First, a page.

Everything about Fossil Creek, one of only two wild and scenic rivers in the state, is clean, clear and natural. But what lies outside its banks is anything but.
Trash, gridlock and human waste threaten the health of the river. The area has become such a popular place one U.S. Forest Service official said it is being “loved to death.”
But visitors are also at risk.
Vehicles used to stream down the narrow, dirt road into the canyon, blocking all access in or out — both for users and emergency vehicles.
“It was a mess,” said Brady Smith, forest public affairs officer with Coconino National Forest.
After 2011, the Forest Service closed the road that leads down into the canyon from Strawberry, but that only pushed people to the Fossil Creek Trail.
Now the vehicles that once went
into the canyon sit at the trailhead, once again blocking access for emergency vehicles.
Last weekend, the U.S. Forest Service began limiting the number of vehicles that can park at the trailhead on weekends and holidays during the summer months.
The Forest Service says despite the road closure, visitation to the area remains high.
On Memorial Day weekend last year, the Forest Service recorded 570 visitors to the area. This year, that number increased to 830 visitors and more than 100 vehicles parked at the trailhead designed for 30.
More than 400 people then hiked down the trail, many unprepared for the arduous hike back up in the high afternoon temperatures.
On a typical summer weekend, the Pine-Strawberry Fire Department makes at least one rescue due to heat-related injuries.
But reaching an injured hiker is half the battle. Due to the high volume of cars, getting a fire or ambulance truck to the trailhead can be difficult.
Forest Service personnel stationed at a contact station on Forest Road 708 near Strawberry now monitor the parking situation. Once all 30 parking spaces are taken, the lot is closed.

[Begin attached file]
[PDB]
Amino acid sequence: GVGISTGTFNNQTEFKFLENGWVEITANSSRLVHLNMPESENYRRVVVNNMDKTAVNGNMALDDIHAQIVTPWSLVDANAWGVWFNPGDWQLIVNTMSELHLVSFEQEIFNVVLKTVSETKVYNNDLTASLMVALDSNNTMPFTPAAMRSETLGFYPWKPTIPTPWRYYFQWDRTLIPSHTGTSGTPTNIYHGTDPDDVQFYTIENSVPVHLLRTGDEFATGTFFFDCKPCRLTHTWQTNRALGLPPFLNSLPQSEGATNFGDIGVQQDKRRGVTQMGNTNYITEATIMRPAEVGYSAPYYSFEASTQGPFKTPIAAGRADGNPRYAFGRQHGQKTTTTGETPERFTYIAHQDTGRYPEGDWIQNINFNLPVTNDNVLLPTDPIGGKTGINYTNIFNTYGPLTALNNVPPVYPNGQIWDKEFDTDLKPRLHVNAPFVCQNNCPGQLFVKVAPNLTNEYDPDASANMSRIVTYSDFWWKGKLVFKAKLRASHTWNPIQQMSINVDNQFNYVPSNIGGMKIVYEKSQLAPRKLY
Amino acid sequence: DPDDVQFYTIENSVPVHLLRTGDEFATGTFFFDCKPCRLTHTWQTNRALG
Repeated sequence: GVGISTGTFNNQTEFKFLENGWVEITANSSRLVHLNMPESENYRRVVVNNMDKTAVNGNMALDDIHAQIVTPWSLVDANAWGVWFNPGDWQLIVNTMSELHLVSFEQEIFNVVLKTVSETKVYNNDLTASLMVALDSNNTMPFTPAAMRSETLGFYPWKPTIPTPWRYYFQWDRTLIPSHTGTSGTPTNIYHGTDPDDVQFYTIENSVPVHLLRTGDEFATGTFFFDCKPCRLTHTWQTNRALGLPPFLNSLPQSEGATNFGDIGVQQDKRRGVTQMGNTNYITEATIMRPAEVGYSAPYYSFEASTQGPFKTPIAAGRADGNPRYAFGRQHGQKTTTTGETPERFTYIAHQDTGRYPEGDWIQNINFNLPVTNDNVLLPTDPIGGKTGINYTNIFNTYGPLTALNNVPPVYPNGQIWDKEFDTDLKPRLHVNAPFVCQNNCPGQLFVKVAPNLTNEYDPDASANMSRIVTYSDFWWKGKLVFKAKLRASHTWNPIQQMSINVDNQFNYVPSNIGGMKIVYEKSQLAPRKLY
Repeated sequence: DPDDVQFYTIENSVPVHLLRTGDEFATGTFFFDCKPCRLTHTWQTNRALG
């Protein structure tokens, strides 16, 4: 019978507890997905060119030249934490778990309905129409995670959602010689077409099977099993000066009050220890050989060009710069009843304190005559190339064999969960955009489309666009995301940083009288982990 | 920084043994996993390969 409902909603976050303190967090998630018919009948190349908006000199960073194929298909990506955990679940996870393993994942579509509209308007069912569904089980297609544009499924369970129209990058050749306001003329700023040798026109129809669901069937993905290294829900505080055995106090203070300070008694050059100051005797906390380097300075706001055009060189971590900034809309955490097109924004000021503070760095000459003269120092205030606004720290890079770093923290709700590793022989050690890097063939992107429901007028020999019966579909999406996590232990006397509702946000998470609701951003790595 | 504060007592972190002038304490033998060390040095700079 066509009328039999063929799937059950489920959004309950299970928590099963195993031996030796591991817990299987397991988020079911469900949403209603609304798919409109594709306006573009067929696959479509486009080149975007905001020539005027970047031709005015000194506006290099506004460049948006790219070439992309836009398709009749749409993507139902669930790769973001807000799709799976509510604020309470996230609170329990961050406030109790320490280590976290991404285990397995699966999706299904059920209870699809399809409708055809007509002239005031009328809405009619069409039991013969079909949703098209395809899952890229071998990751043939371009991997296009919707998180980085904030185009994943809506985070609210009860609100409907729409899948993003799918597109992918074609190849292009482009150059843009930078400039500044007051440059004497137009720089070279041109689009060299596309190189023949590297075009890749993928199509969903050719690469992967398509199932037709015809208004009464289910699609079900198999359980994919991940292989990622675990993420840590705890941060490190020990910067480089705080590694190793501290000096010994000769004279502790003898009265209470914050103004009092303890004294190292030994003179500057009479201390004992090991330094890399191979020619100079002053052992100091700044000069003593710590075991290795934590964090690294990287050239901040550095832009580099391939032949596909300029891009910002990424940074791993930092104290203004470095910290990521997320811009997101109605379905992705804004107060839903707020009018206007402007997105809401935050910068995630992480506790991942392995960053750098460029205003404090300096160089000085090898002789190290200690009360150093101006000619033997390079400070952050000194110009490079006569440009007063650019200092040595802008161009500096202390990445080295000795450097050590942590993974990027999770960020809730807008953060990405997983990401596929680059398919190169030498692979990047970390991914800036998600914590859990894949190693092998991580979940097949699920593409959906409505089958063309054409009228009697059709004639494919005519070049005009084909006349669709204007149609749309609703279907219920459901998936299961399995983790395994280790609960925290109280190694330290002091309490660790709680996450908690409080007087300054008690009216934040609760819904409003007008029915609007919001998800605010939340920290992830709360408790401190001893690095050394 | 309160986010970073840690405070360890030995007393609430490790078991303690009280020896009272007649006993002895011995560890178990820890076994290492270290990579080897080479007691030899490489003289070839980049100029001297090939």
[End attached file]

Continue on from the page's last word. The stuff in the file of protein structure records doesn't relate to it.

“Visitors can expect that the trailhead parking lot will be full early in the day and they should have back-up weekend plans that involve other, less crowded areas,” according to a Forest Service press release.
Visitors can check the status of trailhead access by calling (928) 226-4611.
Karen Muench with Up the Creek Bed and Breakfast off Fossil Creek Road, said she saw a number of vehicles turn around last weekend after the lot filled up.
The Forest Service says the number of users not only exceeds the capacity of the trailhead, but strains the environment.
Officials are concerned about the large amount of trash and human waste left along the road and trail.
Smith said some visitors don’t pack out what they pack in.
Some even defecate in buckets and leave them behind.
Others leave a bag of trash along the road, thinking the Forest Service has trash pickup. Other users will see this and leave their trash, creating a huge pile.
“The Fossil Creek area is pretty much loved to death,” he said.
Rick Slightam, with Gentle Hands Equine Center, a ranch along Fossil Creek Road that rents horses, said he saw more visitors on a recent ride into the canyon than ever before.
At one point, he and a friend had to stop their horses for 15 minutes to let a crowd of 50 some hikers pass.
“There were way too many people,” he said. “They are using the heck out of the trail.”
Slightam said as the number of visitors increases, so has the amount of trash.
He wonders why the Forest Service can’t figure out a better way to manage the flow.
Currently, the Coconino and Tonto National Forests are working on a Comprehensive River Management Plan for Fossil Creek.
Beth Dykstra, a team leader on the project with the Forest Service, said the plan has hit a few snags and the timeline has been extended several times.
They are working through an environmental analysis under the National Environmental Policy Act. They expect to present a preliminary decision for public comment sometime this fall.
Dykstra said part of the hold up is evaluating all of the special characteristics of the river and designing a plan that protects those things, but still allows for public access.
“It is a very complicated project,” she said.
She said the Forest Service has no plan to close access to the creek, but is looking at limiting the number of people allowed in the area at one time.
Managers are considering public input as they weigh the different options, which may include fees, permits or campgrounds.